Growing up I was always told that "bleeding heart liberals" felt sorrier for the individuals who committed violent crimes than they did the actual victims and their families.
I’ve had similar charges levied at me in recent years as I have become an advocate for ending the death penalty, often talking about the backgrounds of those who end up on death row.
It’s a straw man argument, though, and one that quickly reveals the surface-level understanding of the nature of violence by those who lob it.
There’s a reason many justice reform advocates talk about the trauma of those who have committed harm.
Trauma has powerful, lasting effects. Trauma builds up and worsens when it goes unaddressed. And many of
those who cause violence have long histories of unaddressed trauma resulting from violence they’ve experienced.
As society evolves and science progresses, experts have come to recognize violence as a public health issue and one that is largely cyclical in nature.
When a person is a victim of violence, the ensuing trauma has the potential to rewire the brain and distort its processes.
Ultimately trauma can lead to memory loss, hypervigilance, response process interruptions, and an inability to regulate one’s emotions.
Unfortunately, our modern justice system spends hundreds of millions on responses to violence that not only fail to prevent it, but actually tend to compound the root causes and make our communities less safe. A smarter society would devote resources towards intervening and rehabilitating those who’ve been harmed before the cycle of violence repeats.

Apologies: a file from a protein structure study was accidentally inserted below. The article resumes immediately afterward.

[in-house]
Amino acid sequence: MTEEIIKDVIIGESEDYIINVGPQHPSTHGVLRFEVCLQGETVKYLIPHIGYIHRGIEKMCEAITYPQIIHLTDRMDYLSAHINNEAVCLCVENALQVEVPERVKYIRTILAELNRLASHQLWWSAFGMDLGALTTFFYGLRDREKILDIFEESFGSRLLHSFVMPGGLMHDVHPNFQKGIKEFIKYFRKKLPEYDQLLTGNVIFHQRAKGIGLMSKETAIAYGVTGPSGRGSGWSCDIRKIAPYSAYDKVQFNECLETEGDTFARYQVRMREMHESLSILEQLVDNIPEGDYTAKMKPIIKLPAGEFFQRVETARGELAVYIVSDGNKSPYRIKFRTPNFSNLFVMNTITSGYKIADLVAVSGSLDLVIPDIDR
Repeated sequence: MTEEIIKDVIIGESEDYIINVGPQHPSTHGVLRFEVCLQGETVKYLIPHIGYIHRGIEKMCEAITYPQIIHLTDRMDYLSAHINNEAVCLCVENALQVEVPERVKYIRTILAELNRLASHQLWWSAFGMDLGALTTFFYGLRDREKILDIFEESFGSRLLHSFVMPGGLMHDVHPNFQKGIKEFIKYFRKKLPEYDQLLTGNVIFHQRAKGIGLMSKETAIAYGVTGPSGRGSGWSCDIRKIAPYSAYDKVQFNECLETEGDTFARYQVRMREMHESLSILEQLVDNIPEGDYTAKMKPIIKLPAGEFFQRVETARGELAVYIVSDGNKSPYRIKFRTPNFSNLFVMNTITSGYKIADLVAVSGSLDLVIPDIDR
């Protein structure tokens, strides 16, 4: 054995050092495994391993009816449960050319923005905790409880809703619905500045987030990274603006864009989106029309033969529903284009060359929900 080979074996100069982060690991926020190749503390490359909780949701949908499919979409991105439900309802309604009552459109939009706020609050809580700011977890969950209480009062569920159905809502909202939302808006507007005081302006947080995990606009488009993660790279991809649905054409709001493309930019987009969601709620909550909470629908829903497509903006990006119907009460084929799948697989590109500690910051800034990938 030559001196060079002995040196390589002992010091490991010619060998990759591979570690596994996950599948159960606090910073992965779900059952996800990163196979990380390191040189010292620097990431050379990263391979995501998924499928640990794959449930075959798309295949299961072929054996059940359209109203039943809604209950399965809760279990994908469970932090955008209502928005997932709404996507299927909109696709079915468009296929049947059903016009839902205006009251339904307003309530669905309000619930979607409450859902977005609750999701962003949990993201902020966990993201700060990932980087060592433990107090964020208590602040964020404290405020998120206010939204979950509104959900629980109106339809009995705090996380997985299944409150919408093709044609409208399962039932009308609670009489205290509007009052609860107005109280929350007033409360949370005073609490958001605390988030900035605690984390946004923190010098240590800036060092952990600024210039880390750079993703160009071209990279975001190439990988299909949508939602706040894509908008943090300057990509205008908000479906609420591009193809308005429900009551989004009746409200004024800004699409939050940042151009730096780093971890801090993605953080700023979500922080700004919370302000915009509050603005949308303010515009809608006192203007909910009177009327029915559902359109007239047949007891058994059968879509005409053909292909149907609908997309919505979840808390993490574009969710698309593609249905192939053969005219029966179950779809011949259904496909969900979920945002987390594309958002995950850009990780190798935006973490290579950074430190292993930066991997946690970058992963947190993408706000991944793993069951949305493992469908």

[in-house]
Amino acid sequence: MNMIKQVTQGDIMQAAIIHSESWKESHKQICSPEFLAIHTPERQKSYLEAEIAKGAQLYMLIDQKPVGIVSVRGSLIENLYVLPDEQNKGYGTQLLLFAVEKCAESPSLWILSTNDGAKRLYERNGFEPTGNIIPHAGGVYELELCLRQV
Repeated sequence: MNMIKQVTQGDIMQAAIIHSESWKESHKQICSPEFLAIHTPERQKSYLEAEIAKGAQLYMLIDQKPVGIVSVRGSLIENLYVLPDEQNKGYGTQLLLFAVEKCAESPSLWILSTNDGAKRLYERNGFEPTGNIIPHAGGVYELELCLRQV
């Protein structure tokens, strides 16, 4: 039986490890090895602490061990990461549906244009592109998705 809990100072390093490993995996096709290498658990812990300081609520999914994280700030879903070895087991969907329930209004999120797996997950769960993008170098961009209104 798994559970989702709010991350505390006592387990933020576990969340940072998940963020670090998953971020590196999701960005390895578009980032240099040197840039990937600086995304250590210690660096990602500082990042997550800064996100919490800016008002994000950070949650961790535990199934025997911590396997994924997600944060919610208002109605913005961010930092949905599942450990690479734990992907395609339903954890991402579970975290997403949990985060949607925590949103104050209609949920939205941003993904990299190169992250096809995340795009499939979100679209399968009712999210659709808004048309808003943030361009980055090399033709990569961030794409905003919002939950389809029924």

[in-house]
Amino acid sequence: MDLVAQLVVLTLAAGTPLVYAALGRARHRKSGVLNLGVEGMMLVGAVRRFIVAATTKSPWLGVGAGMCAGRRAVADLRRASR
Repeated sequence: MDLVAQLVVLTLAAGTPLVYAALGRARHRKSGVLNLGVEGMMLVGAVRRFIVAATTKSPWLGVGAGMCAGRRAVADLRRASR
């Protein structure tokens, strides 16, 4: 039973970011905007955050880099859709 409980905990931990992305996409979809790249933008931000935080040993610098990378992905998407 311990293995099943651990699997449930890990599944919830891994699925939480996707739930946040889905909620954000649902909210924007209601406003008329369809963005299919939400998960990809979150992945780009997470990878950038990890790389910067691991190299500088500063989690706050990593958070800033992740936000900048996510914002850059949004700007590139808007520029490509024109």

Instead, we waste millions on security theater — like the death penalty — and carry out antiquated, punitive punishments against people whose cognitive functions have been impaired by trauma. There’s a lot of people who pound their chest to the beat of "law and order" and walk away thinking they’ve taken a tough stand against violence, when in reality they just consistently make society less safe and less equipped to intervene before it’s too late the next time.
The story of Lisa Montgomery is an excellent case study of this pattern.
She is scheduled to be executed on Jan. 12, 2021. She will be the first woman executed by the U.S. in nearly 70 years. The Trump administration denied her request for a reprieve.
Already in 2020, the Trump administration has carried out more executions than all other presidents combined in the past 57 years.
Montgomery’s background is so horrific it is difficult to read. I’m giving a warning before you read any further. I read case files all day every day, but this one really turned my stomach.
Lisa was born to an alcoholic mother, who would strip Lisa and her half-sister, Diane, naked and send them outside for punishment, beat them with random objects, and withhold basic needs. Their mother brought many men into their home, and both girls were frequently molested from the tender ages of 8 and 4. Finally, the state acted, but removed only Diane from the home. Diane credits being sent to foster care for saving her life. No one intervened on behalf of Lisa.